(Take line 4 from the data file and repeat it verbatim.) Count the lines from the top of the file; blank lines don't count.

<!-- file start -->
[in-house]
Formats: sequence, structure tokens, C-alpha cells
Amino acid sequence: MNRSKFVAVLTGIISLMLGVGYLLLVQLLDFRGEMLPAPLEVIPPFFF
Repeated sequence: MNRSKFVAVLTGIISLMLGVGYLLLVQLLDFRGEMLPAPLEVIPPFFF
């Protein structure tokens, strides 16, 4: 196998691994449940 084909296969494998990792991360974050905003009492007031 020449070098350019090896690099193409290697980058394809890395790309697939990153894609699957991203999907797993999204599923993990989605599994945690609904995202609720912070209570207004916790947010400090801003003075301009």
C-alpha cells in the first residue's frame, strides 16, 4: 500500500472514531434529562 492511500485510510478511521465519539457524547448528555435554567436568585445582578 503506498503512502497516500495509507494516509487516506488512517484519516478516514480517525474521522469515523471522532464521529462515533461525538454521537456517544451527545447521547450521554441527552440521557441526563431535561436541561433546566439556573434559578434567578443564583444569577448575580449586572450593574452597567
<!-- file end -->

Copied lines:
Repeated sequence: MNRSKFVAVLTGIISLMLGVGYLLLVQLLDFRGEMLPAPLEVIPPFFF